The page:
WELLINGTON, New Zealand, Oct. 17, 2018—Volpara Solutions today announced that the data stored in the Volpara®Enterprise™ cloud now exceeds 1 million mammographic studies. Analysis of this anonymized big data, reflecting the state of mammography in 2018, helps mammography providers achieve improved mammographic sensitivity and detect breast cancers at an earlier stage. It also helps breast imaging centers better understand how their image quality compares to that of other facilities and how to improve their mammograms going forward.
Initial analysis has identified common key weaknesses such as inadequate pectoralis muscle present and poor visibility of the inframammary fold (IMF)—both in MLO views. These findings are in line with the US Food and Drug Administration's rationale for implementing the EQUIP initiative during FDA inspections; that improper positioning and compression are the cause of most clinical image deficiencies. This October, as part of Breast Cancer Awareness Month, Volpara's blog, Top 5 Positioning Challenges in Mammography, will highlight key positioning issues and provide tips for improvement.
"Manually evaluating mammography positioning on a case-by-case basis is just not practical. But Volpara's new AI techniques, which automatically and objectively analyze positioning and compression on every image, let us understand the quality challenges of mammography at a massive scale," said Monica Saini, MD, Volpara's Chief Medical Officer. "Volpara will use this information to both help breast imaging teams achieve the highest standards of image quality and further refine our products that guide day-to-day improvement in positioning skills."
"Our research shows that perfect positioning is achieved in a limited number of exams, and that presents a real opportunity for the refinement of technologist skill," said Dr. Lisa Johnston, Senior Technical Product Manager. "Since implementing VolparaEnterprise software, facilities have seen real improvement in mammography quality. For example, St. Luke's Hospital in Maumee, Ohio, improved their overall quality scores each month with 82% of technologists displaying a positive trend."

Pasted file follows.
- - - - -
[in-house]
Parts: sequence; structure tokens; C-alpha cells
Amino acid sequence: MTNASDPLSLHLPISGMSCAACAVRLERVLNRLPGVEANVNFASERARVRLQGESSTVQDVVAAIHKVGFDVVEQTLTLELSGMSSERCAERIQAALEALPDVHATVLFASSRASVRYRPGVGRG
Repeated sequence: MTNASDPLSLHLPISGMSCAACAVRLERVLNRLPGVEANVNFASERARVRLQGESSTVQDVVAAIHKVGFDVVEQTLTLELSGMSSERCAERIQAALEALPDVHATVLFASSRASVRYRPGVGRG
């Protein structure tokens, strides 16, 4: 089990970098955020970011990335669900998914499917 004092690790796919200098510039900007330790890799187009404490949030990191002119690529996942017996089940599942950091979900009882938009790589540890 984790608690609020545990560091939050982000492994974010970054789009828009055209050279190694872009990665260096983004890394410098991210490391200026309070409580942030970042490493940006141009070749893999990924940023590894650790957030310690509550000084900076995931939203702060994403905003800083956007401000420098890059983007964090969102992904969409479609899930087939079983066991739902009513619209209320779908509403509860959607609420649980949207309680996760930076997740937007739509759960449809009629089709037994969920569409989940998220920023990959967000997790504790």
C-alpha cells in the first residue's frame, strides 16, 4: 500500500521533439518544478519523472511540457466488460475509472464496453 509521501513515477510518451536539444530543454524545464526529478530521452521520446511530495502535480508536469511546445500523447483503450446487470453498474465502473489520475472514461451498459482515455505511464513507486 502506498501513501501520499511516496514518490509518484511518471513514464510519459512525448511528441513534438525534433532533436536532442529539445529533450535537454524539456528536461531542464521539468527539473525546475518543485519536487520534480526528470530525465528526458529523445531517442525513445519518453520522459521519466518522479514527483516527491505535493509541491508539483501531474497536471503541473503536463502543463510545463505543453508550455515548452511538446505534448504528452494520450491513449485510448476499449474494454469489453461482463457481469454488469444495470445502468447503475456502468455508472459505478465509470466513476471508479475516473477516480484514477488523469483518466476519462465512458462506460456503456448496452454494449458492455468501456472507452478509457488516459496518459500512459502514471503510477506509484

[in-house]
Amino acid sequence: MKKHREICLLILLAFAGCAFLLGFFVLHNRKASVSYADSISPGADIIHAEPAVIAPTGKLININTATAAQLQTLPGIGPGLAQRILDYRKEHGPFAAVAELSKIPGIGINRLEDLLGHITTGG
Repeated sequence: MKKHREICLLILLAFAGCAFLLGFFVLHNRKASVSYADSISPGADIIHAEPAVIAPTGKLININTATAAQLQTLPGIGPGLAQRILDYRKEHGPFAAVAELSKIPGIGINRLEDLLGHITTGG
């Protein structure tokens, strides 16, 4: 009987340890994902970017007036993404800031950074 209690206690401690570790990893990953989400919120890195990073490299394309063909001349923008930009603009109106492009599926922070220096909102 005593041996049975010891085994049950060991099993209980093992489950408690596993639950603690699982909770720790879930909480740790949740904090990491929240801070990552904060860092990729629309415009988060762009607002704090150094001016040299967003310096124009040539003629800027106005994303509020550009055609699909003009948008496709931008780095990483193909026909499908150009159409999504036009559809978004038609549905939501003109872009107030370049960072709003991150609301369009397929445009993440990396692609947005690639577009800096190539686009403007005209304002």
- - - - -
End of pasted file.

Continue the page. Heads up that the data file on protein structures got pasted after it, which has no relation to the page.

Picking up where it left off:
Lori Keiper, Clinical Specialist and Women's Imaging Coordinator at another facility, St. Luke's University Health Network in Pennsylvania had this to say: "Being able to walk through a formal, self-guided training process has helped us focus our quality improvement efforts. Since implementing VolparaEnterprise software, the majority of our 60-plus technologists across 17 sites have seen steady improvements in their compression, positioning, and overall quality scores. We encourage our technologists to check their progress on their quality dashboards regularly, and we've actually seen friendly competition develop as they work to improve their exam quality."
"It is clear that Volpara technology is becoming an integral component in the effective measurement and management of quality mammography screening," said Dr. Ralph Highnam, Volpara Solutions CEO and Chief Scientist. "As a community, we've made significant progress in the battle against breast cancer, but we have more work to do. Volpara will continue to work with breast imaging professionals around the globe to share best practices and use this data to ensure that women consistently receive the highest quality screening possible."